Maryland v. King Case Brief

Facts of the case

The Maryland DNA Collection Act (MDCA) allows state and local law enforcement officers to collect DNA samples from individuals who are arrested for a crime of violence, an attempted crime of violence, burglary, or attempted burglary. Alonzo Jay King, Jr. was arrested on first and second degree assault charges. While under arrest, but prior to conviction, King’s DNA was collected and logged in Maryland’s DNA database. That database matched King’s DNA to a DNA sample from an unsolved rape case. This sample was the only evidence linking King to the rape. The trial judge denied King’s motion to suppress the DNA evidence and he was convicted of first-degree rape and sentenced to life in prison.King appealed the conviction, arguing that the MDCA was an unconstitutional infringement of his Fourth Amendment privilege against warrantless searches. The Court of Appeals of Maryland reversed, holding that the MDCA was unconstitutional. The court held that King’s expectation of privacy was greater than Maryland’s interest in using the DNA for identification purposes.


The Supreme Court determined that taking and analyzing a cheek swab of defendant’s DNA was, like fingerprinting and photographing, a legitimate police booking procedure that was reasonable under the Fourth Amendment because, inter alia, (1) the legitimate government interest served by the Act was the need for law enforcement officers in a safe and accurate way to process and identify the persons and possessions they must take into custody, (2) DNA identification of arrestees, of the type approved by the Act, was no more than an extension of methods of identification long used in dealing with persons under arrest, and (3) regarding defendant’s legitimate expectations of privacy, the intrusion of a cheek swab to obtain a DNA sample was a minimal one. The Supreme Court reversed the judgment of the Court of Appeals of Maryland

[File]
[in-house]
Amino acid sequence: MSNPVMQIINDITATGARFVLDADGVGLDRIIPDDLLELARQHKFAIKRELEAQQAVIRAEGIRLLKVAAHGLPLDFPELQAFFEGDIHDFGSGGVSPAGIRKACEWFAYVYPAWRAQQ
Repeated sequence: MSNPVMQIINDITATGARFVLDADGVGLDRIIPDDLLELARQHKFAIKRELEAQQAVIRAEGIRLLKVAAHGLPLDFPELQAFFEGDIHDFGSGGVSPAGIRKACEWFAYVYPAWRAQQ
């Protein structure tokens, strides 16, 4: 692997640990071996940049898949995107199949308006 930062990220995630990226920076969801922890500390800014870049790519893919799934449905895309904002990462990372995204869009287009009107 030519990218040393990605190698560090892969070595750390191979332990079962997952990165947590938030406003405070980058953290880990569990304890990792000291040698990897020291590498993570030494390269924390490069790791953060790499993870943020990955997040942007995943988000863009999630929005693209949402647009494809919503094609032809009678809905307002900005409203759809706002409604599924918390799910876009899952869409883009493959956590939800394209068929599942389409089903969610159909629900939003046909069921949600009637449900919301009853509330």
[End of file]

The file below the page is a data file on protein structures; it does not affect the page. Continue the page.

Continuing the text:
• Advocates: Katherine Winfree for the petitioner Michael R. Dreeben Deputy Solicitor General, Department of Justice, for the United States as amicus curiae, supporting the petitioner Kannon K. Shanmugam for the respondent
  • Petitioner: Maryland
  • Respondent: Alonzo Jay King, Jr.
  • DECIDED BY:Roberts Court
  • Location: Maryland State Police, Forensic Services Division
Citation: 569 US 435 (2013)
Granted: Nov 9, 2012
Argued: Feb 26, 2013
Decided: Jun 3, 2013
Maryland v. King Case Brief